Those in the first group -- the Anti-Confederation -- soon recognized the futility of their arguments and went home to become lost in history. The second group, -- Federalist -- led principally by John Adams of Massachusetts and Alexander Hamilton of New York, were greatly outnumbered and lost vote after vote to the predominate third group, -- Democratic-Republicans, -- led by Thomas Jefferson, James Madison, and Benjamin Franklin. George Washington was President of the convention and did not participate in the debates, but his later leanings indicate that he probably would have voted with the second group -- Federalist -- more often than the third group, although it is clear that he never would have gone along with the elimination of state governments.
Today, the political parties CLAIM: Democrats -- Federalist: Republicans -- Anti-Federalist. But in reality they are Super-Federalist and Federalist. Neither party can claim Anti-Federalist.
The ink was still wet on the final document when Washington became the first President and appointed Alexander Hamilton as Secretary of the Treasury. Hamilton had laid back in the convention and withheld arguments because he saw a way around the writings in the Constitution. Although the convention had adjourned and the states ratified the constitution with the idea that the ONLY powers the federal government had were spelled out in the document, Hamilton immediately put forth a new argument -- "IMPLIED CONSENT." This argument holds that IF it is not expressly PROHIBITED in the Constitution, the federal government has the IMPLIED CONSENT to do it.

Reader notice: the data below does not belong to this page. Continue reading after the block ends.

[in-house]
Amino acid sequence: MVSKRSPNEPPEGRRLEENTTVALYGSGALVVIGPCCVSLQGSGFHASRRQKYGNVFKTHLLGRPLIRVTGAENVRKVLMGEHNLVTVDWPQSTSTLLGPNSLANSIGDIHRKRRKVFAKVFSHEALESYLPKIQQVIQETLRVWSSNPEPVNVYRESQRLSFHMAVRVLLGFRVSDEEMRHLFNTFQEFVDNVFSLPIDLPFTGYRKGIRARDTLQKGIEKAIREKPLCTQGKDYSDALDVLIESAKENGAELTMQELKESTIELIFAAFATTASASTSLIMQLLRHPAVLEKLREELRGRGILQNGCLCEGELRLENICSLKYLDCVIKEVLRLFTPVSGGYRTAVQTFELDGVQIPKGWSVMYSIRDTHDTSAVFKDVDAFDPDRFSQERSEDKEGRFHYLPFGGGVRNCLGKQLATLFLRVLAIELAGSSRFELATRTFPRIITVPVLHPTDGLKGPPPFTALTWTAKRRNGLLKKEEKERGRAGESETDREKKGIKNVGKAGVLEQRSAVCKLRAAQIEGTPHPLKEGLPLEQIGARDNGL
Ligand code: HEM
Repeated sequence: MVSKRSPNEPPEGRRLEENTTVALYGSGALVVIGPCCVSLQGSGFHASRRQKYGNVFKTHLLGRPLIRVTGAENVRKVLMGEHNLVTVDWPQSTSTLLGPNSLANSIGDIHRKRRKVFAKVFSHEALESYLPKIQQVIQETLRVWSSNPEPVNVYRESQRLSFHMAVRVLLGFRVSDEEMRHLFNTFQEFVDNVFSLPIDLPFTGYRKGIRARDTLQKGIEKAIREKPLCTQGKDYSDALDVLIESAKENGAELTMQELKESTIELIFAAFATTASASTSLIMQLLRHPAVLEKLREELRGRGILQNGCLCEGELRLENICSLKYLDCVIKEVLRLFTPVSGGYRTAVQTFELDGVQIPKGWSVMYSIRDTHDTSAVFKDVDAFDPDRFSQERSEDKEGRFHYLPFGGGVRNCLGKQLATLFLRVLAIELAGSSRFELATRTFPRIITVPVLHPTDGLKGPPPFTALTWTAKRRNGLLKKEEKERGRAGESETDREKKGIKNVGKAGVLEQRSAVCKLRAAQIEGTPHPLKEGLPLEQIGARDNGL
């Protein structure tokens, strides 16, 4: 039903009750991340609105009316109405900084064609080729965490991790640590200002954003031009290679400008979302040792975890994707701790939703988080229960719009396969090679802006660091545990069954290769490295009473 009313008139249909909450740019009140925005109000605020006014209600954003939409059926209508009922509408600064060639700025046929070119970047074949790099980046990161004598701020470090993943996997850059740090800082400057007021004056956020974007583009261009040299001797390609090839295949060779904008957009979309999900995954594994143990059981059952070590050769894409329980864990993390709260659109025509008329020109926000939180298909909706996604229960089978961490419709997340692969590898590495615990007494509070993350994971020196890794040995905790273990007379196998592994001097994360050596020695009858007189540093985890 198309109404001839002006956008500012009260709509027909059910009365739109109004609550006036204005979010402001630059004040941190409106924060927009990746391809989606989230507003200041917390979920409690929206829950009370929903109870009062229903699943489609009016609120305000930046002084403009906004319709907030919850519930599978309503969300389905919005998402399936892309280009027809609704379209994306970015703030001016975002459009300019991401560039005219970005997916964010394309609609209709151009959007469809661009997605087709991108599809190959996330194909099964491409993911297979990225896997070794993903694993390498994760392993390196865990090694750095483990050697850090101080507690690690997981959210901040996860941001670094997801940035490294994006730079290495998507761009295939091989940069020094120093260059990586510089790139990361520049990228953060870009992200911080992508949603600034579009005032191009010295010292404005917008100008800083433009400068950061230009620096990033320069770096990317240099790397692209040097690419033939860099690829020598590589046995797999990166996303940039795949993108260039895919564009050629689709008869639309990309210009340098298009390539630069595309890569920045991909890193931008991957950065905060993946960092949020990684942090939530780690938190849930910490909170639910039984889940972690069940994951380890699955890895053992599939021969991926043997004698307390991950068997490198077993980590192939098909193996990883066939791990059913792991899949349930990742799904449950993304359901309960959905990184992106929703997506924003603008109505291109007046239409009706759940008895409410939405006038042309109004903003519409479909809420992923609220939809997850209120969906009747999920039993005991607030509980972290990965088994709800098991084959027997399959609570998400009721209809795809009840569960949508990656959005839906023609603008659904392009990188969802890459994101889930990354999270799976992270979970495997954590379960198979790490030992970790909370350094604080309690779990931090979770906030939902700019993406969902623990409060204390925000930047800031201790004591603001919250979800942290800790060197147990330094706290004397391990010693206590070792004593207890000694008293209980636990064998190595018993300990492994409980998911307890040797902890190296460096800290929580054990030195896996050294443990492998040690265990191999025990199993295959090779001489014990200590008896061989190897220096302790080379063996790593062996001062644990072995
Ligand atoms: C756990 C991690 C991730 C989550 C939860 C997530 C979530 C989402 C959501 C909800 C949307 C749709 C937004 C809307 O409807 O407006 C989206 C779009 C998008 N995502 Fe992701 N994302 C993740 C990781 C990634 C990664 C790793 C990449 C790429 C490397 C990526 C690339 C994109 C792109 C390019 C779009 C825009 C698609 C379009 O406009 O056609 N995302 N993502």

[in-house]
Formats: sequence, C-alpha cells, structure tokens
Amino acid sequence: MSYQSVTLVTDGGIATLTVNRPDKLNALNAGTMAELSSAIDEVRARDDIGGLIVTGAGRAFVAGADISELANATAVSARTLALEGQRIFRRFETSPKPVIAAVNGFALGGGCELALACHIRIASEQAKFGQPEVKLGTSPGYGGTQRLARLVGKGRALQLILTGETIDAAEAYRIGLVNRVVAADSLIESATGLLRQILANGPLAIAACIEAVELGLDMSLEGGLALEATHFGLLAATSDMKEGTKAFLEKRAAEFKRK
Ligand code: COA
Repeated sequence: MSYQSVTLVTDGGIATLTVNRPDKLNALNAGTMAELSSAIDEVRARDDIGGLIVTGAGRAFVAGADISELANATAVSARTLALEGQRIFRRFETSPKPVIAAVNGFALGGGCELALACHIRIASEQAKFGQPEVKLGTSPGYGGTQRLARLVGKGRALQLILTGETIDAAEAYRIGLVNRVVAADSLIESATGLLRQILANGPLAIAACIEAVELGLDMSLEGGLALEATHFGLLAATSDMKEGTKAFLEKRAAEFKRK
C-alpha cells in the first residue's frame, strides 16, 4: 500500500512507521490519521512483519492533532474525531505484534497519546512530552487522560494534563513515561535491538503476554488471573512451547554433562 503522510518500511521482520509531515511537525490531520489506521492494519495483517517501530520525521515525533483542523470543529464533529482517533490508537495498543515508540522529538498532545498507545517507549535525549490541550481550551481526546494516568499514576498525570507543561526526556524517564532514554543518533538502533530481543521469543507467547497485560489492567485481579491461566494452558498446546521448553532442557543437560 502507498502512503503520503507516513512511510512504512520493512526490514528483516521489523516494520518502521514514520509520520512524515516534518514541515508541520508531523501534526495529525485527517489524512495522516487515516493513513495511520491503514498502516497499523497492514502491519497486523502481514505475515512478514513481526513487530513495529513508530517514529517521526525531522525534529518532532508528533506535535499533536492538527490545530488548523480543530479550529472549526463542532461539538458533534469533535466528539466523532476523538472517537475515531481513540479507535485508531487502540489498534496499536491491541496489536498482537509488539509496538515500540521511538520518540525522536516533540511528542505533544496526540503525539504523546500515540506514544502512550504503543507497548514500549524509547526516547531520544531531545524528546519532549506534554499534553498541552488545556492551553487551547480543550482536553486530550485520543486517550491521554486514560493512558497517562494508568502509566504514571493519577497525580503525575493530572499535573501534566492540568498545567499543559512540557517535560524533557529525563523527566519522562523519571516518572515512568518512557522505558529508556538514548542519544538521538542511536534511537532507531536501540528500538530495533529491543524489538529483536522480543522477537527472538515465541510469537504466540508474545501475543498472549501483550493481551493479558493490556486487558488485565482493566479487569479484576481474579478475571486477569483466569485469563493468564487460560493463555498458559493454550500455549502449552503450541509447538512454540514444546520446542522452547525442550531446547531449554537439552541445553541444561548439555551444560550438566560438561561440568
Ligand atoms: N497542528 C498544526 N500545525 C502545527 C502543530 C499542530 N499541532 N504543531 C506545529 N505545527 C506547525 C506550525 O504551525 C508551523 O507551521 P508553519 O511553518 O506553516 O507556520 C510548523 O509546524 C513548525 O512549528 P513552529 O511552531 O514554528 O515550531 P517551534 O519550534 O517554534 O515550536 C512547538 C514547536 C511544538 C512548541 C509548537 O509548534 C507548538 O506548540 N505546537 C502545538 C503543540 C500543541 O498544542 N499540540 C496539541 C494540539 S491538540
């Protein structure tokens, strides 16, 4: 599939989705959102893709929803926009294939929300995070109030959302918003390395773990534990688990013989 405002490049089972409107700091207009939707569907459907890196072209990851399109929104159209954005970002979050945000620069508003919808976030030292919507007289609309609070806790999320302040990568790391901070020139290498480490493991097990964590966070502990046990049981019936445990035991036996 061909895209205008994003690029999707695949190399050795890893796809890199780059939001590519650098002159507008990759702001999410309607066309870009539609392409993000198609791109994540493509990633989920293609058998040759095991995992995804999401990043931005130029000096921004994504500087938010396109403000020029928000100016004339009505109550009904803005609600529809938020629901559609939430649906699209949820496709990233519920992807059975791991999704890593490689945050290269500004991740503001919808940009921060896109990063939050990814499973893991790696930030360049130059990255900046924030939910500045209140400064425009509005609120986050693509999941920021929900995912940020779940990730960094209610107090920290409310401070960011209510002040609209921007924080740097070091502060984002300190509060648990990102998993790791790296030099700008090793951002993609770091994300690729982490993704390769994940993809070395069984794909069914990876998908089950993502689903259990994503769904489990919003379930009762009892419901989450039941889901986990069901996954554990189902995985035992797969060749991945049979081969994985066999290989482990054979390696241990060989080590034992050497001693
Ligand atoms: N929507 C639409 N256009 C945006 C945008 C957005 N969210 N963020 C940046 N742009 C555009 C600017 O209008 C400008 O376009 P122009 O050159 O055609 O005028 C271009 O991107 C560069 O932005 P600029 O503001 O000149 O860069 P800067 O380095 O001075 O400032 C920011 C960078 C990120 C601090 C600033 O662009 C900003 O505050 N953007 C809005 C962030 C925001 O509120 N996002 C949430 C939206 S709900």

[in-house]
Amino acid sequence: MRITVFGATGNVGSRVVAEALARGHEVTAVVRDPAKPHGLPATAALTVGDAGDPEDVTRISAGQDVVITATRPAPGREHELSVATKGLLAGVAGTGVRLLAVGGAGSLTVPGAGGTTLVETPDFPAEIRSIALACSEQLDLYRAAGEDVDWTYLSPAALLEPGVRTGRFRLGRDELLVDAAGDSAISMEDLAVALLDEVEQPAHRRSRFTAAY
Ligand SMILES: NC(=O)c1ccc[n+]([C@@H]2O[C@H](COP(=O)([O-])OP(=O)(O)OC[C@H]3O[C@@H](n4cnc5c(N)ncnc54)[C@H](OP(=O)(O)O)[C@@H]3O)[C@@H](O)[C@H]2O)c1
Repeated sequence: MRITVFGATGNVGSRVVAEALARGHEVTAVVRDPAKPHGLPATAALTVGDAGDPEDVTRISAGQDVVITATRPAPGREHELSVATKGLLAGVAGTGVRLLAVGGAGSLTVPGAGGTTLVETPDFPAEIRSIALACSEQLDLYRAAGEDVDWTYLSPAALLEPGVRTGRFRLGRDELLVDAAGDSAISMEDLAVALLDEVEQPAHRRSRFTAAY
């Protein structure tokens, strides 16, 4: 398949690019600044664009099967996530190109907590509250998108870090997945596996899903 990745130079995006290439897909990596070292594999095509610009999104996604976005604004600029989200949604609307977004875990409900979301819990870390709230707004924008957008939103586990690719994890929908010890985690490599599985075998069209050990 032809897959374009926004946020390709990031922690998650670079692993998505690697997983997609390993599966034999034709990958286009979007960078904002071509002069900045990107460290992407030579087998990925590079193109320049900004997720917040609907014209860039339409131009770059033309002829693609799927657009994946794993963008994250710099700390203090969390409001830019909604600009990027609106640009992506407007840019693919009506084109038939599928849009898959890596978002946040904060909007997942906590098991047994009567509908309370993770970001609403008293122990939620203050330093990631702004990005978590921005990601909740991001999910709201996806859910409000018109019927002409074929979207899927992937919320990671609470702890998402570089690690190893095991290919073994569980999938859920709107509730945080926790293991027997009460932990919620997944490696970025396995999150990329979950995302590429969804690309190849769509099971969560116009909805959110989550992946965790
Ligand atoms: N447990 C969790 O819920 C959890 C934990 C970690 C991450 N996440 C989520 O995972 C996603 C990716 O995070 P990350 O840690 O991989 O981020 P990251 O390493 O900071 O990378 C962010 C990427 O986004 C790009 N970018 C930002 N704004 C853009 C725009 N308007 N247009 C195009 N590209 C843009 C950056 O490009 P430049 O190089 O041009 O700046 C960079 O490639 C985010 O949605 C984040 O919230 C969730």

By 1791 James Madison had mustered enough support in Congress to gain approval for amendments to the Constitution and they were ratified as the Bill of Rights. The 10th Amendment reads as follows:
The Amendment sounds all encompassing, a catch-all but it is not. Congress quickly found a way around it. Its called the "commerce clause." Gradually the congress began to pass laws concerning anything traded in interstate commerce because the Constitution gave it the power to "regulate commerce" between states and internationally. This suited congress OK for nearly a hundred years, but in 1868 it passed a law taxing individual citizens! This was WAY out of bounds. Alexander Hamilton must have laughed aloud. Some people knew well that such a tax was unconstitutional but nobody complained so it stayed around. Finally, in 1913 the law was challenged and congress acted by proposing an Amendment to the Constitution. The states didn't even hesitate... went along by ratifying the 16th Amendment. It reads as follows:
As of Feb. 03, 1913, Hamilton had won. State governments were no longer relevant. Congress now had the authority to collect ALL taxes in Washington and then dole the money back to the states -- with certain restrictions, i.e., fasten your seat belts, -- speed limits on city, county, and state roads, -- retail prices of milk, bread, etc., -- set your thermostat to a certain temperature.
There is NOT a WORD anywhere in the entire Constitution or in any Amendment on the subject of "EDUCATION." Yet, the Federal Government controls every aspect of this traditionally local matter.
The 10th Amendment is never discussed in public debate. It is one of the Bill of Rights. Try stepping on the 1st Amendment, or 5th, or any other, and the fur will fly. Try going into a Federal Court and argue for redress under the 10th. The judge will probably lock you up.
Even the most hard fought battle of the 1787 convention has now been lost to history -- a states' right to police its own citizens. The federal government now decides what ARE crimes, how to conduct arrest, who to arrest, when to arrest, the sentence, how long to serve, etc. The states have no say-so in any matter that the feds decide to take on. That is the Hamilton way.